“I’m going to teardrop you out to the east, then bring you around for a final to the south,” says the controller. “Can you do that?”

Eyeballing the radar: nastiness to the northeast, but there’s some room.

“Give us five miles,” you answer. No need to rush–make this correct, hit every step. F/O nods. “Then turn us back in.”

Slowing, getting dirty. Left sweeping turn.

“Do you see the runway?” asks tower. You do–you give a thumbs up to Mike. He nods.

“Affirmative,” you answer.

“Cleared visual approach, cleared to land, 17 Right.”

Confirm the Right runway freqs, MDA and courses set. “I’ll bug you back up to 30,” you say, changing configuration again: don’t need a whole lot of drag without the tailwind and with a possible wind shear. Mike nods.

Glideslope is rough. You’re on a hair trigger to go around again–there’s plenty of fuel to hold or go north to Oklahoma City or south to Austin. Be alert, be patient.

Increasing wind; good sign–but it has to stay within controllable limits. Mike’s doing a fine job wrestling the jet onto glidepath. The Boeing is a steady machine–an MD80 would be a bucking bronco in this.

Below 500 feet–you’re call: it’s stable enough, we’re good. If Mike wants to go-around, we sure will, but we’re good.

Over the threshhold, Mike puts it down; speedbrakes deploy, he yanks in full reverse, the jet slows.

“Nice job,” you say, taking over as we slow to 80 knots.

After landing checklists, taxi in. Careful, do the job right all the way to the chocks. Engine shutdown.

Passengers deplaning, our shutdown checklists complete. You’re writing up the left generator in the maintenance logbook, a mechanic is already on the jetbridge waiting.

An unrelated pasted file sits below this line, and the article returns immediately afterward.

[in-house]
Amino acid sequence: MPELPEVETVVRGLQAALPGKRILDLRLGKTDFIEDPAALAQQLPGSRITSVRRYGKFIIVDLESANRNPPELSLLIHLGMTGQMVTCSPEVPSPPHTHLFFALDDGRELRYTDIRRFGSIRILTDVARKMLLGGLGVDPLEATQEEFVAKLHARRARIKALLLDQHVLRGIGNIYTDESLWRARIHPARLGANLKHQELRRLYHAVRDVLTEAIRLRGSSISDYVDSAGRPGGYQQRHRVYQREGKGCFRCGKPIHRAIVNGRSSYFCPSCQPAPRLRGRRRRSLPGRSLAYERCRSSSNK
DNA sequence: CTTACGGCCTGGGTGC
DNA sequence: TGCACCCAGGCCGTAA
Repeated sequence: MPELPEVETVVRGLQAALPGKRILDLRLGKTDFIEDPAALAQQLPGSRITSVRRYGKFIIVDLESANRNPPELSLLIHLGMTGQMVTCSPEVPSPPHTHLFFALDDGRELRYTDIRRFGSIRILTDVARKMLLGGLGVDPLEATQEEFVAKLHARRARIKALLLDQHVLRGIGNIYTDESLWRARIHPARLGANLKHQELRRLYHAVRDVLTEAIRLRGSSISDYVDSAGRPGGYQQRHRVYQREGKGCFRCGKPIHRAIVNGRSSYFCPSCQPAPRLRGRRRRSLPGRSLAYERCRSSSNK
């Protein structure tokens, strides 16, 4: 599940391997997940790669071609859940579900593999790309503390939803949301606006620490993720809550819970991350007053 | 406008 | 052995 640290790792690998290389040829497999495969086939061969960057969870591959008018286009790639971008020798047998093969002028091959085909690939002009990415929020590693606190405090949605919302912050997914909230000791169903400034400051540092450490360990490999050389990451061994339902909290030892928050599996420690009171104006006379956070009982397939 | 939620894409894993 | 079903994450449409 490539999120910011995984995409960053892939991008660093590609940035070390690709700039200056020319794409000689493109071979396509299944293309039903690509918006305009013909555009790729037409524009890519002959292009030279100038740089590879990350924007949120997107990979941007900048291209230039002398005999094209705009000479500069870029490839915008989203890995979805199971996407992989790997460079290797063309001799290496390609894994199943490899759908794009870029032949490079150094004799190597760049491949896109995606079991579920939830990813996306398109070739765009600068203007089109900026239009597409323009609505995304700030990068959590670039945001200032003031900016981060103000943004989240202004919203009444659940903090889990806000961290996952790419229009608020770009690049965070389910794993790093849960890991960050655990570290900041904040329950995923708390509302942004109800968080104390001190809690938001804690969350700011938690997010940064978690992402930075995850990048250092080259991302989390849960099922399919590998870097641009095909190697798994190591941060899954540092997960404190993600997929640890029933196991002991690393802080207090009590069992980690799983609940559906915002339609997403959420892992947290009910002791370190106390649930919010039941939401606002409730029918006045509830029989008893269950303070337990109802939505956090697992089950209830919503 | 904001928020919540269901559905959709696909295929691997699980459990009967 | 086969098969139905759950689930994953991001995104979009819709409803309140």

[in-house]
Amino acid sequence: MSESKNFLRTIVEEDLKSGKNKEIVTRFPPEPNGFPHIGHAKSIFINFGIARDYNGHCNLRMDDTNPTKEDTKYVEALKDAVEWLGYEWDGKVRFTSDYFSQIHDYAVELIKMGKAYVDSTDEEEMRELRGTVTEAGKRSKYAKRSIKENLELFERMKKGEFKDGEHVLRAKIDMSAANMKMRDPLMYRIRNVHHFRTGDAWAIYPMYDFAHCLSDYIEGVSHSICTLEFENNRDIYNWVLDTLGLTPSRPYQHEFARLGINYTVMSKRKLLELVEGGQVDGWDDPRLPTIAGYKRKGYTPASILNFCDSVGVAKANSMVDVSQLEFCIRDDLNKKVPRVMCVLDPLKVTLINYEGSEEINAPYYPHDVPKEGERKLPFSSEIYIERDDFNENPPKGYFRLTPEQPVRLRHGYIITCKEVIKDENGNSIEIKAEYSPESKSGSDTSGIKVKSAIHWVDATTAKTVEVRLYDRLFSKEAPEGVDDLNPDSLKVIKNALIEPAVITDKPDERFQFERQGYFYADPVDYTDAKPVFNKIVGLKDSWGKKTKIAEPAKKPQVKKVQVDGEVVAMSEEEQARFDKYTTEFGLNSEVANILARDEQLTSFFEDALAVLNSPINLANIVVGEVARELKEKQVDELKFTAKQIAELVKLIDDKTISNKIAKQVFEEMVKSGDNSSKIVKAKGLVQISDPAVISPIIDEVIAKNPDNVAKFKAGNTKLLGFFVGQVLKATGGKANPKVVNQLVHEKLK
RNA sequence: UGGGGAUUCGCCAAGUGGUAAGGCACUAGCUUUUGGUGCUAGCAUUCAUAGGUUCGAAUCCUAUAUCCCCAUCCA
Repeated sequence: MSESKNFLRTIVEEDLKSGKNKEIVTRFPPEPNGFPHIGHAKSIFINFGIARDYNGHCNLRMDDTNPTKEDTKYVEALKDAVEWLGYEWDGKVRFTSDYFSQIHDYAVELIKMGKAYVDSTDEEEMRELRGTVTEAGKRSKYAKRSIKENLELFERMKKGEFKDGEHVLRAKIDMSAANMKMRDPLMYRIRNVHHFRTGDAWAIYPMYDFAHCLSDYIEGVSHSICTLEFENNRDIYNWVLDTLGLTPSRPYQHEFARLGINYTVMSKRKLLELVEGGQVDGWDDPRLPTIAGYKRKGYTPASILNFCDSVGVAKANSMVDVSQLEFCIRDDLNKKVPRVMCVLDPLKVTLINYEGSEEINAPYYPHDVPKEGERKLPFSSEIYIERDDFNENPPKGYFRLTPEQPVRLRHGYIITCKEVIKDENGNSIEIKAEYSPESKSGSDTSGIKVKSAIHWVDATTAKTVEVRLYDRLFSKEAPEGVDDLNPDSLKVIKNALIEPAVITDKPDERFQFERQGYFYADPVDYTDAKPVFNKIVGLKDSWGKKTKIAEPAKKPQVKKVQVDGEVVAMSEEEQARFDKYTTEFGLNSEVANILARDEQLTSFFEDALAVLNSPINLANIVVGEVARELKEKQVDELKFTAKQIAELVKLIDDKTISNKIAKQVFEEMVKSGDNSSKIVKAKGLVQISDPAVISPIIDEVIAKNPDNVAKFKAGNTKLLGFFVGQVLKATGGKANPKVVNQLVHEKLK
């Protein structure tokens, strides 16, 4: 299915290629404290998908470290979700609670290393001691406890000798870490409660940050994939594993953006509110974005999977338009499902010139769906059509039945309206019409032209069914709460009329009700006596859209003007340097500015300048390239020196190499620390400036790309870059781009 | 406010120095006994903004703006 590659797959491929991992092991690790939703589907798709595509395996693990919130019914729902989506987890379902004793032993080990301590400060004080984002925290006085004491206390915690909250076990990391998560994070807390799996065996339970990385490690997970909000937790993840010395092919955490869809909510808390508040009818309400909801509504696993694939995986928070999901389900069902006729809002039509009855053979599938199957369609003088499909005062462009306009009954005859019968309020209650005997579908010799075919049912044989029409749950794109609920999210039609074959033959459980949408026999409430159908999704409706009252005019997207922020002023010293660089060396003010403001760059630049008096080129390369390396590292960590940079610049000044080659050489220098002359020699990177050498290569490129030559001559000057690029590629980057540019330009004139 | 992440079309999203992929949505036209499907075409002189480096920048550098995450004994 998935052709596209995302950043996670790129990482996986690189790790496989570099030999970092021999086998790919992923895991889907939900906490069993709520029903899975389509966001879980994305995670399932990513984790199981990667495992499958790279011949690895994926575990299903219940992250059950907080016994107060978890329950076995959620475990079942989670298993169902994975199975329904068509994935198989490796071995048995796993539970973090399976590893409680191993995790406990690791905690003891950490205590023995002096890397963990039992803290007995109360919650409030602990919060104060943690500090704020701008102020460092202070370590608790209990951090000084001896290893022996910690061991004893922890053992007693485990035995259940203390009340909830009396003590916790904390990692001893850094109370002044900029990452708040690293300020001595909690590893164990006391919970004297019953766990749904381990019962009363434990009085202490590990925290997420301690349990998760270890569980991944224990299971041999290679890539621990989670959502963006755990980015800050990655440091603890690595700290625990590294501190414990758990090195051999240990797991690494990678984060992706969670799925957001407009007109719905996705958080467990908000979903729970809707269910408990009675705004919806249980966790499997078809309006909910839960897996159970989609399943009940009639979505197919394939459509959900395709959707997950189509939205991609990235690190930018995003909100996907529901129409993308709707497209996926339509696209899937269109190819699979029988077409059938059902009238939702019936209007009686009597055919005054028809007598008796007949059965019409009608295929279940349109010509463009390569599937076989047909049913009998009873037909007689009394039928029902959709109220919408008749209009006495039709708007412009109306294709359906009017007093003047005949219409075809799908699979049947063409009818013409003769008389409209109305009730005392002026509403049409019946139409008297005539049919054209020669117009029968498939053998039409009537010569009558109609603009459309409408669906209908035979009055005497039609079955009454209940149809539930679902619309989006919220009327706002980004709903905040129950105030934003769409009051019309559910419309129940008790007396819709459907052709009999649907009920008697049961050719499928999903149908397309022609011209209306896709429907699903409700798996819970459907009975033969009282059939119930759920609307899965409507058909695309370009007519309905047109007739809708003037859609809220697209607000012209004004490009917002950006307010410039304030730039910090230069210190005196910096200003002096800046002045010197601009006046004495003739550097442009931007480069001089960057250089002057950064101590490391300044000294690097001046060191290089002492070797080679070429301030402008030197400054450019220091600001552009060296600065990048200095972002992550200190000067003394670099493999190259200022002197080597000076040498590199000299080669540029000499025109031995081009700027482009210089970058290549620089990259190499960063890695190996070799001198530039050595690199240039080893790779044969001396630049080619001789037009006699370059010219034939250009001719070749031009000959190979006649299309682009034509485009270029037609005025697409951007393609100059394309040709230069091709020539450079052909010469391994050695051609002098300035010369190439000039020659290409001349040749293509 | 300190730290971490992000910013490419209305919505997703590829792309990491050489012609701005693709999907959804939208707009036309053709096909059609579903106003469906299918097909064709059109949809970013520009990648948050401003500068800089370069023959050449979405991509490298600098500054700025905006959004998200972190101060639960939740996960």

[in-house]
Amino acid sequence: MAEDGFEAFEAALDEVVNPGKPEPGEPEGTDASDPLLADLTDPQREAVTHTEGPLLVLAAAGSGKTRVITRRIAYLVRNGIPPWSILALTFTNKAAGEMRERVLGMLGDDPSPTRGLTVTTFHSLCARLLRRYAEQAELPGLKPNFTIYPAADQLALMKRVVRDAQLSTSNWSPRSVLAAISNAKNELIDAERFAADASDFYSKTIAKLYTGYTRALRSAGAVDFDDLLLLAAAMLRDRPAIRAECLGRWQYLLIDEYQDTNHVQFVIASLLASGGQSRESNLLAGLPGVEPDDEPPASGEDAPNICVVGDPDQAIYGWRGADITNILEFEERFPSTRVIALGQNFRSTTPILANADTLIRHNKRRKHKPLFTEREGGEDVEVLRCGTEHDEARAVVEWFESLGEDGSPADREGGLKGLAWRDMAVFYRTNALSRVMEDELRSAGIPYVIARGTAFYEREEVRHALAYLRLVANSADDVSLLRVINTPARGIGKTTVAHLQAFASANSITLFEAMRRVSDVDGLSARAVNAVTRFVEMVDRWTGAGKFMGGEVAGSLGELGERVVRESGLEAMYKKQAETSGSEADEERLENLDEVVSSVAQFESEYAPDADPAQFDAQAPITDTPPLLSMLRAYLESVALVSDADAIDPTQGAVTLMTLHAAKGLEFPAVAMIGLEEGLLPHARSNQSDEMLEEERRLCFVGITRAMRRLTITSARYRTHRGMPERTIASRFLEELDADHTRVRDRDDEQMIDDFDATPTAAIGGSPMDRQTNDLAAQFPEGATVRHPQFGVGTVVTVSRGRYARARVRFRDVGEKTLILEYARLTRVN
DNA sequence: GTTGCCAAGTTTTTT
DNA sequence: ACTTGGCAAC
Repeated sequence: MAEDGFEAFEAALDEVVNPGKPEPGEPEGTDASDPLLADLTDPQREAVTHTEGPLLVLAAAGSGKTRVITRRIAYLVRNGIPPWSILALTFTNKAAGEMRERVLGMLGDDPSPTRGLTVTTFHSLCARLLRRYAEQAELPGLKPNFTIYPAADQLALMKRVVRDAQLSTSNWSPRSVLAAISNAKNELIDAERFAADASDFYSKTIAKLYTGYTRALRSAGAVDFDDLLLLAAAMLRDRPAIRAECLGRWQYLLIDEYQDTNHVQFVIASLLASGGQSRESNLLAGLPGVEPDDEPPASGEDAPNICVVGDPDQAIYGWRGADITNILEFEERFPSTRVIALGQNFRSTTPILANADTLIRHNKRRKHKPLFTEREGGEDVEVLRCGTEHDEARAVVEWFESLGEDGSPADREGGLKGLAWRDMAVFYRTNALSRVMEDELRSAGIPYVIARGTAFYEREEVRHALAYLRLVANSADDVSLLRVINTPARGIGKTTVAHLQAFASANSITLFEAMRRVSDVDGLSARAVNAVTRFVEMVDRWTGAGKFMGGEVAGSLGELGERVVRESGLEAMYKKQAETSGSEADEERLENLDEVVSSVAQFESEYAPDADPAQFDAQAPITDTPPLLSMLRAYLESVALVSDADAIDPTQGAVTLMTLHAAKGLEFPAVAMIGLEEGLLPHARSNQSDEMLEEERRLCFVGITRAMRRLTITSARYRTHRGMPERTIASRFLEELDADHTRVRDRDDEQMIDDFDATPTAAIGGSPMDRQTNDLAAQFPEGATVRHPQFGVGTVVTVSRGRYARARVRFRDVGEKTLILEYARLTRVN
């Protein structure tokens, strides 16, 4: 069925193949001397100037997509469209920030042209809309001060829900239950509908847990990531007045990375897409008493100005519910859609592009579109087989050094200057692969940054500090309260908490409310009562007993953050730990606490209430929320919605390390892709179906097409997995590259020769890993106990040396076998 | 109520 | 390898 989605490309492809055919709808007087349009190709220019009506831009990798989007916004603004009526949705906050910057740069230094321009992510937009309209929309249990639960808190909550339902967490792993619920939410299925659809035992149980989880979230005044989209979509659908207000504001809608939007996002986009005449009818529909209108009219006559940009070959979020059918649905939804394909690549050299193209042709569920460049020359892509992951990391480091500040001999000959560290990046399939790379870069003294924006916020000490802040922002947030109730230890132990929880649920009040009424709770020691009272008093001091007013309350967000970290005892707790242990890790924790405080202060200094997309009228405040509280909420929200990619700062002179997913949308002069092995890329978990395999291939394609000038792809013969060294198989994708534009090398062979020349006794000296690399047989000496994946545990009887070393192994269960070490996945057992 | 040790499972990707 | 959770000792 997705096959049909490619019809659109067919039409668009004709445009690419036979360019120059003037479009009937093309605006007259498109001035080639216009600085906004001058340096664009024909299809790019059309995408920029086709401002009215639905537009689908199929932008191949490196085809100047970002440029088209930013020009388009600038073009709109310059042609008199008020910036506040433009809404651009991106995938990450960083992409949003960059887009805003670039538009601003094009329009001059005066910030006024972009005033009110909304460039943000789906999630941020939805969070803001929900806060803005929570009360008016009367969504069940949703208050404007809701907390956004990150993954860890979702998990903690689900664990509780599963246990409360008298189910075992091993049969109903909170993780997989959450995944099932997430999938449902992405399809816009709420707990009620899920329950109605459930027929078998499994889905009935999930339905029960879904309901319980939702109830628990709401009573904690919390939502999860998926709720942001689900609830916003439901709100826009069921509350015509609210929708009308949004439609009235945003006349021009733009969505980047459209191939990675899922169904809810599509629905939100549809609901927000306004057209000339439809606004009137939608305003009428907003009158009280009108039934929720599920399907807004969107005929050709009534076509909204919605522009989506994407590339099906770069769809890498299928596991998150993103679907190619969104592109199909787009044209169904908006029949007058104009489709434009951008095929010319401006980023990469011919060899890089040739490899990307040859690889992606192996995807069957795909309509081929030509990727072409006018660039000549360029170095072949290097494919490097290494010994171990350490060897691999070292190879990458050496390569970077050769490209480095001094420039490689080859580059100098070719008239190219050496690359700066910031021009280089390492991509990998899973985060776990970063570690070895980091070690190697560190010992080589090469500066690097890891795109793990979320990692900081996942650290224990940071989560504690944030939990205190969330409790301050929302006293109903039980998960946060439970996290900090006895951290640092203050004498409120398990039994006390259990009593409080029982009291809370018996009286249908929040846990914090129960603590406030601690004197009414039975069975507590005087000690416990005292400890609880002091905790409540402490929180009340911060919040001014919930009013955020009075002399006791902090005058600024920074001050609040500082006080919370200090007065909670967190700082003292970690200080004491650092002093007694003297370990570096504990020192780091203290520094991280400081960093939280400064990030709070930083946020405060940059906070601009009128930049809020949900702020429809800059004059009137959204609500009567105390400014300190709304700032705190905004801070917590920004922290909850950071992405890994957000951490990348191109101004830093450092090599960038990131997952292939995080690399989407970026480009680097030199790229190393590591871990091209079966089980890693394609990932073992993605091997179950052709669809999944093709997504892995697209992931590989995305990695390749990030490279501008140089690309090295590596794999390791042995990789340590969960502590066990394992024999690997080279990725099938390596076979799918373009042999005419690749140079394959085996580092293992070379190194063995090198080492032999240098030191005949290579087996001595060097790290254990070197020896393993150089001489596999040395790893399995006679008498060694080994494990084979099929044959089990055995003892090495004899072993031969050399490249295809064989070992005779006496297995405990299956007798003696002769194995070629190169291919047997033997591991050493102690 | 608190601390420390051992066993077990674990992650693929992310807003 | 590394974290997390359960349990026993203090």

“You can take off, Mike,” you say, “I’ll finish up here.” Meaning you’ll do the final “after all passengers have deplaned” checklist items to power down the aircraft. That’s a courtesy you do–you’re the captain, you leave last. He did a great job tonight–respect that.

We fist bump, he leaves.

You finish up: packs off, recirc fans off, cockpit power off. Grab your bags. Slip out of the gate area past the 160 passengers who have no idea what transpired between Wichita Falls and their safe landing a few minutes ago. Nor should they–that’s what they pay you for.

Fresh air feels good, outside waiting for the employee bus to the parking lot. Nearly 1am, got to get home and get some rest–flying again tomorrow.

One Pilot’s Perspective: 737 vs. MD80

Posted in air travel, aircraft maintenance, airliner, airlines, flight, flight crew, jet, pilot with tags , , , , , on December 11, 2010 by Chris Manno

Well I have to confess, I’ve been a little “out of touch.”

Since the early 90’s, I’ve been flying the MD80, assuming as I did that as airliners went, the jet was comparable to other commercial airliners.

What a wake-up call.

In the past twenty years, technology has marched on in all manufacturing and the airline biz is no exception. Sure, there have been several add-on systems that have helped the MD80 struggle along in today’s airline environment. But that’s pretty much the macro and micro view of the problem with the MD80: rather than redesign, MacDonnell-Douglas just added a few things to an already aging airframe.

By contrast, Boeing has kept pace with new capabilities by redesigning and refining what’s worked well. When they enlarged the 737 to the present -800 model I fly, they added more wing and more power with the newest CFM-56 engines with 27,000 pounds of thrust each. Douglas stretched the DC-9 by adding fuselage plugs before and after the same old wing.  And the engines are the same Pratt & Whitney JT8Ds they hung on the first ones in 1981.